University of Cambridge > > CJBS Marketing Group Seminars > Passing the Buck to the Wealthier

Passing the Buck to the Wealthier

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If you have a question about this talk, please contact Luke Slater.

How much do people believe that they and others should donate to charity? Across four studies, we find evidence of reference dependence in how individuals evaluate how much those who earn a given income should donate to charity. Expected donation obligations depend not just on how much a target individual earns, but also on how much more or less the evaluator earns relative to that target. Specifically, we find that individuals believe those wealthier than them have more spare money, and therefore should donate more to charity, than what those richer others evaluate for themselves. Conversely, individuals believe those poorer than them have less spare money, and therefore should donate less to charity, than what those poorer others evaluate for themselves. These judgments hold regardless of whether participants evaluate themselves if they earned more money or evaluate others who earn different incomes from the self. Across all incomes assessed, we find that people pass donation obligations onto wealthier others, who in turn, pass on donation obligations onto even wealthier others.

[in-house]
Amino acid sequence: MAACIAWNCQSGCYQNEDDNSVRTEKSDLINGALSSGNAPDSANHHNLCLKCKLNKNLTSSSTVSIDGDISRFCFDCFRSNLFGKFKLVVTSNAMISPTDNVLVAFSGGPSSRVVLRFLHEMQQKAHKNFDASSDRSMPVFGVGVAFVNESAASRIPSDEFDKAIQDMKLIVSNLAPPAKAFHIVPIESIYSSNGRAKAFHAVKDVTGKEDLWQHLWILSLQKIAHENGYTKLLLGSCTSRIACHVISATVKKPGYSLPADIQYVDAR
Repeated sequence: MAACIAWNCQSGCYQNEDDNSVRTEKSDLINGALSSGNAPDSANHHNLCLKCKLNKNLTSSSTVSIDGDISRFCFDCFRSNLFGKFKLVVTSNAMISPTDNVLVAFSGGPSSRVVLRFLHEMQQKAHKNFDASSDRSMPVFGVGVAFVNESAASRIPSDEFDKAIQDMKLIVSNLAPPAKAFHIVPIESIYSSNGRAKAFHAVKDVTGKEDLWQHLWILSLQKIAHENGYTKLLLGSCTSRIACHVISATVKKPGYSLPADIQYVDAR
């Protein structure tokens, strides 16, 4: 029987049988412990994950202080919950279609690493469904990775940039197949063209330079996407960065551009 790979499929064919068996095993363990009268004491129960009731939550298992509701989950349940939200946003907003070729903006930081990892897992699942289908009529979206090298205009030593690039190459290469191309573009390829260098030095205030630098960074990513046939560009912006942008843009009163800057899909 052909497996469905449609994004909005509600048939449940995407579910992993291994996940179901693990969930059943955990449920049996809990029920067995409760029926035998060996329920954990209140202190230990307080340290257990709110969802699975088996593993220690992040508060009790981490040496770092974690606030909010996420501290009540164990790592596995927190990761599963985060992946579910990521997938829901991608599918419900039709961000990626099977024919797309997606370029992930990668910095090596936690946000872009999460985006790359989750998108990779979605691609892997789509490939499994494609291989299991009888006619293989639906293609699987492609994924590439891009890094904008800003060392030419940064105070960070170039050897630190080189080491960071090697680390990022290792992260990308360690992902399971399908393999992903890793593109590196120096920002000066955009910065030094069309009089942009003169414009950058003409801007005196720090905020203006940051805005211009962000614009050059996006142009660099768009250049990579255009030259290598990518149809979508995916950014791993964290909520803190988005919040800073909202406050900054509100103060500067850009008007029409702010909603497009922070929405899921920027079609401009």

This talk is part of the CJBS Marketing Group Seminars series.

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